Ultimately, the key here is that our nation’s future officers have — through a college course on the Constitution — taken time to read, reflect upon, and discuss the very document and idea that they’ve sworn to support and defend. The foundation set at this point in their professional military education will follow them through their career.
In Search of a Remedy
There are various options available to remedy the issue of Constitution courses not being required prior to a future officer receiving their commission. Some institutions, such as The Citadel, have already mandated courses that dive into the nation’s founding documents. However, sufficient change across the military can only come from the top; the Fiscal Year 2021 National Defense Authorization Act (NDAA) mandated that the Secretary of Defense (SECDEF) and Chairman of the Joint Chiefs of Staff must identify and provide “an assessment of the effectiveness and shortfalls of the existing professional military education enterprise.” The lack of a pre-commissioning Constitution course requirement is undoubtedly one such shortfall. The Senate and House of Representatives could come together to include a provision in the next NDAA requiring Constitution courses for future officers prior to commissioning, while the Secretary of Defense could utilize executive powers granted in the Constitution to see an immediate change in the status-quo. Potentially, a hybrid approach may be best. The Secretary of Defense could issue an executive order triggering an update to the Chairman’s Officer Professional Military Education Policy, allowing time for the legislative branch to work through the details and establish the policy as law in the next NDAA.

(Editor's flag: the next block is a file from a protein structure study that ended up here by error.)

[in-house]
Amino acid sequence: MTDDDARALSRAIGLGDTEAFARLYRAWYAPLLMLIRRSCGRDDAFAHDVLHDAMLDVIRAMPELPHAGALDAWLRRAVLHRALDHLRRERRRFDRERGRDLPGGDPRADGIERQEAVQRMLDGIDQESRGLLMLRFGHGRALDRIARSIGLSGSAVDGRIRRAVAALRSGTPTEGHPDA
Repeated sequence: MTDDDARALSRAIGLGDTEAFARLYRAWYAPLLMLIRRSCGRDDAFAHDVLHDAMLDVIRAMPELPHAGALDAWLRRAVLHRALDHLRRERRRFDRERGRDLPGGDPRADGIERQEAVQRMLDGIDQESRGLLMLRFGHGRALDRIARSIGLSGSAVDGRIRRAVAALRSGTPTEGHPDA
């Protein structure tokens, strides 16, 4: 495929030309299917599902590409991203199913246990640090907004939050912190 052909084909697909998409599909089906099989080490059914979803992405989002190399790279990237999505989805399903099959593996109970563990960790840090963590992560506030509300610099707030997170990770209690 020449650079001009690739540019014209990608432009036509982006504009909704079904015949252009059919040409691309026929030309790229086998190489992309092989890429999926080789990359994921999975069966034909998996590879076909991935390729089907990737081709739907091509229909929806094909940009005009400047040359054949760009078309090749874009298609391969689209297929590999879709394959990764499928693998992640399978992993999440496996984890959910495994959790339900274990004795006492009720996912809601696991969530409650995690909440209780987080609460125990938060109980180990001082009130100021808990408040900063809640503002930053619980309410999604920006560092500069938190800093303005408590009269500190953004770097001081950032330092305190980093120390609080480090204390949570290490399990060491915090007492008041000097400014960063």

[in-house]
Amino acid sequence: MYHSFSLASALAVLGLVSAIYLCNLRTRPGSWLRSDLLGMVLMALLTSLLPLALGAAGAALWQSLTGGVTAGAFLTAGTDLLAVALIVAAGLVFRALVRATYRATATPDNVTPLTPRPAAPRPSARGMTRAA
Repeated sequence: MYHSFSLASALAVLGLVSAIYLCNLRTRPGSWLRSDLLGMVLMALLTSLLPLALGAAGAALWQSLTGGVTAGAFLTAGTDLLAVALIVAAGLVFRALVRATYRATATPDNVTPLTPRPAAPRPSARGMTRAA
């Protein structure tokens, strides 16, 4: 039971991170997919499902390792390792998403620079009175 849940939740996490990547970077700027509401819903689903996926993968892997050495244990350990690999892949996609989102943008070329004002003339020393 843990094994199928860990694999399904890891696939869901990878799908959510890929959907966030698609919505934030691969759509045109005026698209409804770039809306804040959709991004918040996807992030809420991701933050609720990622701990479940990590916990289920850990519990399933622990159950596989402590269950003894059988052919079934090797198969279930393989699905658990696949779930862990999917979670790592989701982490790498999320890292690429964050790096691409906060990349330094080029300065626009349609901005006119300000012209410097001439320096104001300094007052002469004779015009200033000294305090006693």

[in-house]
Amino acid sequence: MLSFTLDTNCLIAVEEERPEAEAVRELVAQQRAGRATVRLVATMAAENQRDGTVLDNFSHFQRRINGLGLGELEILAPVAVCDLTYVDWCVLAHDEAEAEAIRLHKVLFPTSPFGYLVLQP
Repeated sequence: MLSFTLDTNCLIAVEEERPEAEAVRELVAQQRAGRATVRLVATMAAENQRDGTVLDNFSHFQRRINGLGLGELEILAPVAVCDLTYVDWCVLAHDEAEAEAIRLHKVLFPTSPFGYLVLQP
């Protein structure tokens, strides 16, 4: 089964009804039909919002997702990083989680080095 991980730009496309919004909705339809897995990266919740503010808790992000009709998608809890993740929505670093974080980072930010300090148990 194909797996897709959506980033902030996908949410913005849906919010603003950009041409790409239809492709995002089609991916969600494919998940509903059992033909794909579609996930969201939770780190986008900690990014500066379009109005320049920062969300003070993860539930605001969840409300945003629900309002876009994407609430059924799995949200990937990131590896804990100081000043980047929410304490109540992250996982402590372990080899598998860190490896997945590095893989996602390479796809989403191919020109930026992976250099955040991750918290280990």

The benefits of taking a pre-commissioning Constitution course has ramifications that continue through an officer’s career. The ideas and fundamentals learned are not simply rote memorization of articles, amendments, and sections, but instead provide an understanding of the Constitution’s role in American society and the military frameworks laid out within. Pre-commissioning Constitution courses should provide officers with a way of thinking about Constitutional problems, much as we think about potential actions, reactions, and counteractions while mentally preparing for problems we may encounter on the battlefield. “If the enemy does X, then I will do Y,” can easily be replaced to state “if the President (or Congress, a superior commissioned officer, etc.) orders me to do X, then I — Constitutionally — can and should do Y.” These Constitutional dilemmas, which every officer may one day encounter, can only be answered through early study of the Constitution leading to a lifelong commitment — an endeavor — to better understand the officer’s role in supporting and defending The Constitution of the United States.
Tyris Foster is a United States Army officer currently stationed at Marine Corps Base Quantico where he attends the United States Marine Corps’ Expeditionary Warfare School.
The views expressed are the author’s own and do not reflect the official position of the Department of the Army, Department of the Navy, or Department of Defense.